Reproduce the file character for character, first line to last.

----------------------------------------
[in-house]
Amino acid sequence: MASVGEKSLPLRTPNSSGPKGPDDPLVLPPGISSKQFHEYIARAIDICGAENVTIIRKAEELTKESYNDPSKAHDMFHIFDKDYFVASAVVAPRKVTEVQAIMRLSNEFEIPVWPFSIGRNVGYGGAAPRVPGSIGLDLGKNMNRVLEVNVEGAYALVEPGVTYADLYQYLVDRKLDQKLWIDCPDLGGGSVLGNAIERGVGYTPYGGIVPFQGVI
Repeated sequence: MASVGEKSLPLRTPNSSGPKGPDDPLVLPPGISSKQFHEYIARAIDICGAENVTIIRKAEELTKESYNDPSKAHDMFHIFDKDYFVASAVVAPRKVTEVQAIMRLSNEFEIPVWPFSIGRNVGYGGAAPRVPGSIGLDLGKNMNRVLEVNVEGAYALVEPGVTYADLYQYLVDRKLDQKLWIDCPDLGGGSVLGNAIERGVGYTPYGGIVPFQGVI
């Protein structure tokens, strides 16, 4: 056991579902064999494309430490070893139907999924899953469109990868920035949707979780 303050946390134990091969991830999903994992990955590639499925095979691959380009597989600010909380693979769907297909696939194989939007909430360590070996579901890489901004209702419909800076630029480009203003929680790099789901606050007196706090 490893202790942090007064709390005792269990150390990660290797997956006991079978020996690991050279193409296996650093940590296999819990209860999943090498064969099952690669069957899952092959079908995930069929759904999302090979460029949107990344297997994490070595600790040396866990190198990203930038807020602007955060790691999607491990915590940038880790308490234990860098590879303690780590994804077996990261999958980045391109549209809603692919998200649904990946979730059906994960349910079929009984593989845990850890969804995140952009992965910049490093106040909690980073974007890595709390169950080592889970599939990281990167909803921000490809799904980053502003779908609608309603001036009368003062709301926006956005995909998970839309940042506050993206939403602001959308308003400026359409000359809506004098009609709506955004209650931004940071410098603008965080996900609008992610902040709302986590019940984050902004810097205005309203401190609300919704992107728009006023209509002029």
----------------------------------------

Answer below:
[in-house]
Amino acid sequence: MASVGEKSLPLRTPNSSGPKGPDDPLVLPPGISSKQFHEYIARAIDICGAENVTIIRKAEELTKESYNDPSKAHDMFHIFDKDYFVASAVVAPRKVTEVQAIMRLSNEFEIPVWPFSIGRNVGYGGAAPRVPGSIGLDLGKNMNRVLEVNVEGAYALVEPGVTYADLYQYLVDRKLDQKLWIDCPDLGGGSVLGNAIERGVGYTPYGGIVPFQGVI
Repeated sequence: MASVGEKSLPLRTPNSSGPKGPDDPLVLPPGISSKQFHEYIARAIDICGAENVTIIRKAEELTKESYNDPSKAHDMFHIFDKDYFVASAVVAPRKVTEVQAIMRLSNEFEIPVWPFSIGRNVGYGGAAPRVPGSIGLDLGKNMNRVLEVNVEGAYALVEPGVTYADLYQYLVDRKLDQKLWIDCPDLGGGSVLGNAIERGVGYTPYGGIVPFQGVI
């Protein structure tokens, strides 16, 4: 056991579902064999494309430490070893139907999924899953469109990868920035949707979780 303050946390134990091969991830999903994992990955590639499925095979691959380009597989600010909380693979769907297909696939194989939007909430360590070996579901890489901004209702419909800076630029480009203003929680790099789901606050007196706090 490893202790942090007064709390005792269990150390990660290797997956006991079978020996690991050279193409296996650093940590296999819990209860999943090498064969099952690669069957899952092959079908995930069929759904999302090979460029949107990344297997994490070595600790040396866990190198990203930038807020602007955060790691999607491990915590940038880790308490234990860098590879303690780590994804077996990261999958980045391109549209809603692919998200649904990946979730059906994960349910079929009984593989845990850890969804995140952009992965910049490093106040909690980073974007890595709390169950080592889970599939990281990167909803921000490809799904980053502003779908609608309603001036009368003062709301926006956005995909998970839309940042506050993206939403602001959308308003400026359409000359809506004098009609709506955004209650931004940071410098603008965080996900609008992610902040709302986590019940984050902004810097205005309203401190609300919704992107728009006023209509002029």